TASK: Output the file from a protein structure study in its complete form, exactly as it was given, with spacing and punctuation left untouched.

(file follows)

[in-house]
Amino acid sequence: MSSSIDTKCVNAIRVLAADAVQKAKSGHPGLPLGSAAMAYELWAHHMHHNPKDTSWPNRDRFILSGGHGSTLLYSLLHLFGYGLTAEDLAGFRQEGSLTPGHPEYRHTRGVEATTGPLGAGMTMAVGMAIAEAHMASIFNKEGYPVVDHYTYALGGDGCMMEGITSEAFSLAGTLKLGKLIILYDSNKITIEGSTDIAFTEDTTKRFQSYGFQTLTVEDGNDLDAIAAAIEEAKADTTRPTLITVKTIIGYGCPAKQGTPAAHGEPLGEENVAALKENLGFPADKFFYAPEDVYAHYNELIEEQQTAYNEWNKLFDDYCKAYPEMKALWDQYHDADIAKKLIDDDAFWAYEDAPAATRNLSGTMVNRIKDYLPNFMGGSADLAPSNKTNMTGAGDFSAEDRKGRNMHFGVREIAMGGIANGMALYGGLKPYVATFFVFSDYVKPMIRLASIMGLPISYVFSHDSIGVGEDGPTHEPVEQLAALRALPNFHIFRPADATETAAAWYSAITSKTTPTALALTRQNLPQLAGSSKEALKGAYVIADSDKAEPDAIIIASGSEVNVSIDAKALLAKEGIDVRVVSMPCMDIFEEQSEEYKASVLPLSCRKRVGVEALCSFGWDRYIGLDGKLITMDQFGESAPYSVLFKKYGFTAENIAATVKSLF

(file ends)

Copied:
[in-house]
Amino acid sequence: MSSSIDTKCVNAIRVLAADAVQKAKSGHPGLPLGSAAMAYELWAHHMHHNPKDTSWPNRDRFILSGGHGSTLLYSLLHLFGYGLTAEDLAGFRQEGSLTPGHPEYRHTRGVEATTGPLGAGMTMAVGMAIAEAHMASIFNKEGYPVVDHYTYALGGDGCMMEGITSEAFSLAGTLKLGKLIILYDSNKITIEGSTDIAFTEDTTKRFQSYGFQTLTVEDGNDLDAIAAAIEEAKADTTRPTLITVKTIIGYGCPAKQGTPAAHGEPLGEENVAALKENLGFPADKFFYAPEDVYAHYNELIEEQQTAYNEWNKLFDDYCKAYPEMKALWDQYHDADIAKKLIDDDAFWAYEDAPAATRNLSGTMVNRIKDYLPNFMGGSADLAPSNKTNMTGAGDFSAEDRKGRNMHFGVREIAMGGIANGMALYGGLKPYVATFFVFSDYVKPMIRLASIMGLPISYVFSHDSIGVGEDGPTHEPVEQLAALRALPNFHIFRPADATETAAAWYSAITSKTTPTALALTRQNLPQLAGSSKEALKGAYVIADSDKAEPDAIIIASGSEVNVSIDAKALLAKEGIDVRVVSMPCMDIFEEQSEEYKASVLPLSCRKRVGVEALCSFGWDRYIGLDGKLITMDQFGESAPYSVLFKKYGFTAENIAATVKSLF